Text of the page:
What is Blackleg and how do you prevent it

A case of suspected Blackleg has been recently diagnosed in a lamb feedlot in South Australia. Black leg is caused by a clostridial bacterium which can survive for years in the soil and remain dormant without causing issues. Blackleg in sheep is often associated with a wounds such as shearing, tail docking, castration, injury to ewes during birthing, or infection of the navel in lambs soon after birth.

The bacteria enters the bloodstream and lodges in the muscle where it multiplies, causing inflammation of the muscle tissue. The legs are most commonly affected although any part of the body can become infected. In the recent case five lambs were affected; 4 were found with swollen back legs, and one with a swollen head. Blackleg causes the muscle tissue to become swollen, hot and painful, and turns a blackish red in colour, hence the name blackleg. Gas may form in the tissue making a crackling sound if it is pressed. Other symptoms may include fever, depression and loss of appetite and lameness if the infection is in the leg.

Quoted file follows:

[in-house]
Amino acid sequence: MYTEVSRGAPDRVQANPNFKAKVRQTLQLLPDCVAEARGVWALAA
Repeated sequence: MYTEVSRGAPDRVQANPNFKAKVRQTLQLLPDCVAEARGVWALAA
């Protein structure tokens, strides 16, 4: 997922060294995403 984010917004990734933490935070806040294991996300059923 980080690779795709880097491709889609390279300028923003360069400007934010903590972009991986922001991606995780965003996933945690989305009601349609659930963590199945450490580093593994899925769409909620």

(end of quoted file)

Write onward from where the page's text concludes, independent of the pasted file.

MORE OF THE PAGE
Toxaemia develops with very few sheep surviving once infected, and death usually occurs within 48 hours. It is advised to burn or deeply bury affected carcasses to prevent further contamination from spores surviving long term in the soil.

Blackleg is seldom diagnosed, however it may be a more common cause of death with the majority of South Australian producers vaccinating with a 3 in1 which covers Cheesy Gland, Tetanus and Pulpy Kidney, rather that the more expensive 6 in 1 that contains the antigens to prevent Blackleg.

In the recently diagnosed case the lambs were in a well-managed feedlot and had recently been given a triple action drench and vaccinated with a 3 in 1 on induction into the feedlot. The feedlot had been in the same location for 10 years and the producer had not previously seen evidence of Blackleg. It was difficult to determine in this case if the lambs arrived in the feedlot with dormant spores on board in the muscle or they picked up the spores from the soil. The affected lambs were not vendor bred and were sourced in local proximity to the feedlot and from interstate. Only two pens out of 10-15 pens were affected and the lambs were of mixed age and sex.

Intensification of sheep such as containment feeding or feedlotting increases the risk of the disease. In recent years the value of sheep and awareness of the benefits of containment feeding has increased the intensification of sheep in South Australia, creating an environment for Blackleg to potentially become more prevalent. Using a 6 in 1 vaccine requires two initial vaccinations 4-6 weeks apart followed by an annual booster. The owner of the feedlot in this case will look to vaccinate using a 6 in 1 during the induction phase for the next couple of years as a preventive.

This article was compiled by Tiffany Bennett with technical information from Dr Steph Warwick, Elders.